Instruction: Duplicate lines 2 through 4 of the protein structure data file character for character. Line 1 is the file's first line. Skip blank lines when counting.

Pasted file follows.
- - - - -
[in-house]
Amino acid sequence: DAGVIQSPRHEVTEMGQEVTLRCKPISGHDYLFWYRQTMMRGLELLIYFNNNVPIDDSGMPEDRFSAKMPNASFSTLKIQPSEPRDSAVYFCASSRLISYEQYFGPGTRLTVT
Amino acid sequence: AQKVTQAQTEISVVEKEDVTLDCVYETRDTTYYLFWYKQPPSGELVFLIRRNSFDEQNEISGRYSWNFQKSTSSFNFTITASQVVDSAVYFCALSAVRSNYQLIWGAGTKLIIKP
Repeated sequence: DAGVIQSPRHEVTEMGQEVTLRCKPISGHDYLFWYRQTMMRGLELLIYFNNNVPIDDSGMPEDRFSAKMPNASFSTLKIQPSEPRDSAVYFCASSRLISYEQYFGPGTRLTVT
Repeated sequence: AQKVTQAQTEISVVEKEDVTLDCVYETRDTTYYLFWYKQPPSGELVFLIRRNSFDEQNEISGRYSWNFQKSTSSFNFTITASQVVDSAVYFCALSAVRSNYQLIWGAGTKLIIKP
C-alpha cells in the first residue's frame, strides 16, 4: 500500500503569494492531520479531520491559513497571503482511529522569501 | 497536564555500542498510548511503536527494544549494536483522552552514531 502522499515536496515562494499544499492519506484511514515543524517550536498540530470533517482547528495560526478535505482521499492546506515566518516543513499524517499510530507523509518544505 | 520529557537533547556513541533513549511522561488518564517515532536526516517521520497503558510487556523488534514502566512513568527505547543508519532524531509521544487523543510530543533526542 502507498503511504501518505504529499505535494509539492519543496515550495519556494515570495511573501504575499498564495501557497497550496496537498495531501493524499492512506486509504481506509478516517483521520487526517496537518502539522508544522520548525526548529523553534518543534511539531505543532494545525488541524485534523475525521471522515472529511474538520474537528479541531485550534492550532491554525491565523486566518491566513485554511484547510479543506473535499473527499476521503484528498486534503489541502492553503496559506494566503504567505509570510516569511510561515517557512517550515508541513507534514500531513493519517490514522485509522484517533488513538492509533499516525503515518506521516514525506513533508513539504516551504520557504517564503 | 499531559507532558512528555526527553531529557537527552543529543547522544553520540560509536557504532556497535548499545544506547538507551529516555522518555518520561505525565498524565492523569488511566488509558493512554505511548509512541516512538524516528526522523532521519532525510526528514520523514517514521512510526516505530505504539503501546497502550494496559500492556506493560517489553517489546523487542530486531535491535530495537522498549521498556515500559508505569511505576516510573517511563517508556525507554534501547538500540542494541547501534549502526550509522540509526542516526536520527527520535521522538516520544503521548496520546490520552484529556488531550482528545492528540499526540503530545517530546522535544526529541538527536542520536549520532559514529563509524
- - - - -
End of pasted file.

Amino acid sequence: DAGVIQSPRHEVTEMGQEVTLRCKPISGHDYLFWYRQTMMRGLELLIYFNNNVPIDDSGMPEDRFSAKMPNASFSTLKIQPSEPRDSAVYFCASSRLISYEQYFGPGTRLTVT
Amino acid sequence: AQKVTQAQTEISVVEKEDVTLDCVYETRDTTYYLFWYKQPPSGELVFLIRRNSFDEQNEISGRYSWNFQKSTSSFNFTITASQVVDSAVYFCALSAVRSNYQLIWGAGTKLIIKP
Repeated sequence: DAGVIQSPRHEVTEMGQEVTLRCKPISGHDYLFWYRQTMMRGLELLIYFNNNVPIDDSGMPEDRFSAKMPNASFSTLKIQPSEPRDSAVYFCASSRLISYEQYFGPGTRLTVT